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1 public comment
daanzu_alt_text_bot
214 days ago
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Where I live, one of the most common categories of sky object without a weird obsessive spotting community is "lost birthday party balloons," so that might be a good choice—although you risk angering the marine wildlife people, and they have sharks.

Exploring Boston: Where was the first restaurant in North America?

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I was surprised to learn to that the likely first restaurant in America opened in in 1793 in what is now Boston’s Post Office Square.


I was further surprised to learn that the word “restaurant,” in the sense we now use it, is only a few years older, dating to Paris, 1765. 


Prior to than, a “restaurant” wasn’t a place, but a meal – literally “a food that restores.”

By tradition, the restorative meal was usually some kind of soup –  beef or chicken bouillon with roots and vegetables. (More info via links at the end of this text.)

But in 1765, a Parisian named Boulanger changed that. He owned a traditional bouillons restaurants near the Louvre, and wanted a way to differentiate his shop from others. So, he also began serving more substantial fare, such as leg of lamb. However, in the rigid society of pre-Revolution France, that type of food was supposed to be within the sole preview of the Caterers' Guild. Lawsuits ensued.

But – remember the times – the courts actually ruled in favor of the little guy, Boulanger, allowing him to offer a variety of food to his customers. Thus, his bouillons shop started down the road to something closer to the modern meaning of restaurant.

A few years later, with the French Revolution in full swing, one Jean Baptiste Gilbert Payplat dis Julien fled to Boston, bringing this idea of a new-style restaurant with him.

In Boston at that time, for ordinary folk, hot meals outside the home were usually obtained in inns, boarding houses, hotels, and such; or you could buy some food to accompany your ale or wine at the tavern. In any case, patrons generally ate whatever communal/public meal the kitchen currently had on the stove or in the oven. If you didn’t want what the kitchen was already cooking, you went someplace else, or you didn’t eat.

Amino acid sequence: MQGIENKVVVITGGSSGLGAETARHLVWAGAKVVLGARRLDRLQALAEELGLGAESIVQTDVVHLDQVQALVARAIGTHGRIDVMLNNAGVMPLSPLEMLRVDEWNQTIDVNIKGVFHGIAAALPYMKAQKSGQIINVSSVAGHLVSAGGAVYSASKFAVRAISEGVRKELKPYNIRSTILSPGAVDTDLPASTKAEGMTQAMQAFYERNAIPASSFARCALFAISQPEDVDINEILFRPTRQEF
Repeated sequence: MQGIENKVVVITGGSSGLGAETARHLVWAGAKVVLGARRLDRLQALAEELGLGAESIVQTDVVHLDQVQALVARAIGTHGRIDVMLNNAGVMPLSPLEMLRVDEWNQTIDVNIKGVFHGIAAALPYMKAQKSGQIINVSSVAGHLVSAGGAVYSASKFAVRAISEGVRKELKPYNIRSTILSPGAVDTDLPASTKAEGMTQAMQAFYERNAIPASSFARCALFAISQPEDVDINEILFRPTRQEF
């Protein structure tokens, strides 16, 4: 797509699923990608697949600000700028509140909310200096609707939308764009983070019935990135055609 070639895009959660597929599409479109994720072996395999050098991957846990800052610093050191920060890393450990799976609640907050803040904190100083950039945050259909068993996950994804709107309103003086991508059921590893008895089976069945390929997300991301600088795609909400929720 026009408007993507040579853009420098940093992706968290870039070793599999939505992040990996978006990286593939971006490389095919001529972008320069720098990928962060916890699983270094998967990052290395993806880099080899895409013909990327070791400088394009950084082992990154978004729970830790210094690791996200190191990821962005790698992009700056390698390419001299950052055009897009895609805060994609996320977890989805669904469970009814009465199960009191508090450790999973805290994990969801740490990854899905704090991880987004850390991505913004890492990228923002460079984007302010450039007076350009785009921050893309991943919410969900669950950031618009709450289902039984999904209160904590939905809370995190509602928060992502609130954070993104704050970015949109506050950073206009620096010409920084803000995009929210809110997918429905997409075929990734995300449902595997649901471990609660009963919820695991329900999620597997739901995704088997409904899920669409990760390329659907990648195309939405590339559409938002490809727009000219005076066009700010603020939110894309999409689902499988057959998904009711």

In 1793, when Julien opened “Julien's Restorator” – a restaurant with on-demand kitchen services offering a variety of foods – the idea was so new, he had to describe how it worked in his opening announcement in a Boston newspaper:

“… a Bill of Fare will be kept constantly for exhibition; from which each visitor may command whatever may best suit his appetite.”

The rest of his newspaper ad stressed the healthfulness and economy of his Restorator, including its “suitable nourishment” for the infirm; and appealed to Puritan sensibilities by carefully balancing the offered “excellent wines and cordials” with the promise that “all gaming [is] disallowed;” and of course, “no spirits.”




 A few years later, people knew what the Restorator was, and his ads could focus on the current specials.


 
With that as background, I went looking for the site of the Restorator, originally on “Leverett’s Lane,” a street that no longer exists.

Wikipedia shows what the Restorator looked like, but without any surrounding landmarks or reference points:

I dug further, checking the Boston Public Library (not much info) and the Boston Atheneum which turned out to have, in its collection, an unfinished 1796 watercolor by Daniel Dearborn; it identifies the local buildings including – number 14 on the watercolor – Julien’s Restorator.


"Perspective view on the northward of Mr. Dearborn's School:" (low-res shown: see links at end for full-res version via the Atheneum site.)




Closeup:

Tying to align still-extant buildings with the painting made me think the Restorator – and the vanished Leverett’s Lane – were under what is now the John W. McCormack Post Office and Court House; the looming federal structure that gives Post Office Square its name.

A corroborating fact: In 1825, after changing hands several times, a new building, Julien Hall, was "built on the land where formerly stood the much noted Julien's Restorator." Julien Hall eventually became an auditorium and public meeting space; and later, a gym and several other things, before fading into obscurity.